Comedy-variety writers on subscriber-based streaming services are getting the short end of the shtick, according to the WGA, which says that “companies are free to pay writers as little as they can get away with, resulting in some of them not even earning enough over a season to qualify for WGA health insurance. In addition, residuals on a hit show barely amount to a few hundred dollars.”
In a message Wednesday to members, the guild’s negotiating committee said that “Comedy-variety is perhaps the oldest television genre and it’s still going strong with more new shows being produced now than in any time in recent memory. And for the past few years this genre has been quite popular on subscriber streaming platforms.” And yet, despite this growth, “terms for comedy-variety programs produced for subscriber streaming platforms are entirely negotiable, which means there are no WGA minimums.”
WGA Says Raising Minimums Is 'Critical' In Contract Talks With Studios
Series like Patriot Act With Hasan Minaj, I Think You Should Leave with Tim Robinson and The Iliza Shlesinger Sketch Show, the guild said, “Provide streaming platforms like Netflix with different types of entertaining content, which in turns helps those companies attract new subscribers.”
The guild, which is currently in negotiations with management’s AMPTP for a new film and TV contract, said that “This is not just a problem for comedy-variety series made for subscriber streaming platforms. It could also impact the future of legacy broadcast comedy-variety series (e.g., The Tonight Show Starring Jimmy Fallon, The Late Show with Stephen Colbert, Jimmy Kimmel Live!) since the studios and networks are shifting programs over to a subscriber streaming delivery model where they can take advantage of these substandard provisions.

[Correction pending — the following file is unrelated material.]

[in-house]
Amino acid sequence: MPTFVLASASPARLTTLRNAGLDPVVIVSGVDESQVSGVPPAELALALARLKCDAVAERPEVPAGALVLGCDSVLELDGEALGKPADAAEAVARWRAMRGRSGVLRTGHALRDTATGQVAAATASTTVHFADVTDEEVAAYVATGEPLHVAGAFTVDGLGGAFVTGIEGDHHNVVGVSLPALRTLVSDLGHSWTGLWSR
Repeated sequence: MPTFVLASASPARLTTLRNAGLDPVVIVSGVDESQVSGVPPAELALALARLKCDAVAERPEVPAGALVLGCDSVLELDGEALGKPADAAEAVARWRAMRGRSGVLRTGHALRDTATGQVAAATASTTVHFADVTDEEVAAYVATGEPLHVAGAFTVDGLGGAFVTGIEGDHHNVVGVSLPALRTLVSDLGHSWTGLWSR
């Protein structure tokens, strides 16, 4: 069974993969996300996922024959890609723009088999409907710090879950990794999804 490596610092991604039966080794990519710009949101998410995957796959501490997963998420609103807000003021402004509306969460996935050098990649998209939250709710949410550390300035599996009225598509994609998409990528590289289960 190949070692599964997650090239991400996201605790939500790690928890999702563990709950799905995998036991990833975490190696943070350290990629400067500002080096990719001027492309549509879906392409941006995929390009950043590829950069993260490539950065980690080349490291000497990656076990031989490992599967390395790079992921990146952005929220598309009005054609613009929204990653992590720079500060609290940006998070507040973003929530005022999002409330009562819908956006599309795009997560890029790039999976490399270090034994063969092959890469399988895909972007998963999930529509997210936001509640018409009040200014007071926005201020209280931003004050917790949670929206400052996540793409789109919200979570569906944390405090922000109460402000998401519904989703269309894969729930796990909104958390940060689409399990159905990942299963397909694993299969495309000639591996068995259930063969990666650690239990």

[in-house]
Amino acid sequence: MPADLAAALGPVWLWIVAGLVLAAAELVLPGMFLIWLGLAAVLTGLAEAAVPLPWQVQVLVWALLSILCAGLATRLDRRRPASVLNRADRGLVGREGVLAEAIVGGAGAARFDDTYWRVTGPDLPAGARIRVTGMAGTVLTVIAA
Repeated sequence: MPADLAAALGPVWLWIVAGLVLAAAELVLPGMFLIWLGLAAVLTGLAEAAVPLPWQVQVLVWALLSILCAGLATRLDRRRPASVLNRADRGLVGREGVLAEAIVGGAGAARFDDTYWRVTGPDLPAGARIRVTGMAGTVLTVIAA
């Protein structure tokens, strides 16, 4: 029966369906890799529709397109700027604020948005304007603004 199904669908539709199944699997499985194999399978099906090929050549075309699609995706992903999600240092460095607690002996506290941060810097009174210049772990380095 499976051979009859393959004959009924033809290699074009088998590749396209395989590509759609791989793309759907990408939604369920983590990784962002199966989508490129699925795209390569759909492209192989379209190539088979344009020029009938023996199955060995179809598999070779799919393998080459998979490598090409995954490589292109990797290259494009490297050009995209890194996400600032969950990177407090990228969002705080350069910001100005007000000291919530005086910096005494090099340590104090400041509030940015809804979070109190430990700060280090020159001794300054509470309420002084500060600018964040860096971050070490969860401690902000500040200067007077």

“We have been successful in previous negotiations in establishing minimum terms for episodic series and feature films made for SVOD. It is time for comedy-variety shows to be treated the same way.”
The guild says it also wants to address “discounted rates” for comedy-variety writers, in which “the companies can reduce comedy-variety weekly rates (minimum rates that are already much lower than are required on episodic series) by as much as 20% below minimum in exchange for employing writers under ‘cycle’ contracts. This greatly diminishes both initial compensation and residuals that writers receive for TV series.”
Comedy-variety writing jobs, the guild said, “make up a consistent and important source of employment for WGA members. We therefore need to ensure these jobs continue to pay the minimum rates and residuals that Guild members have worked many years to achieve.”
This is the fifth communique the negotiating committee has sent to members about its contract proposals since the negotiations began on May 18. The current contract, which had been set to expire on May 1, has been extended to June 30 because of the pandemic.
Here are links to Deadline’s stories on the other four:
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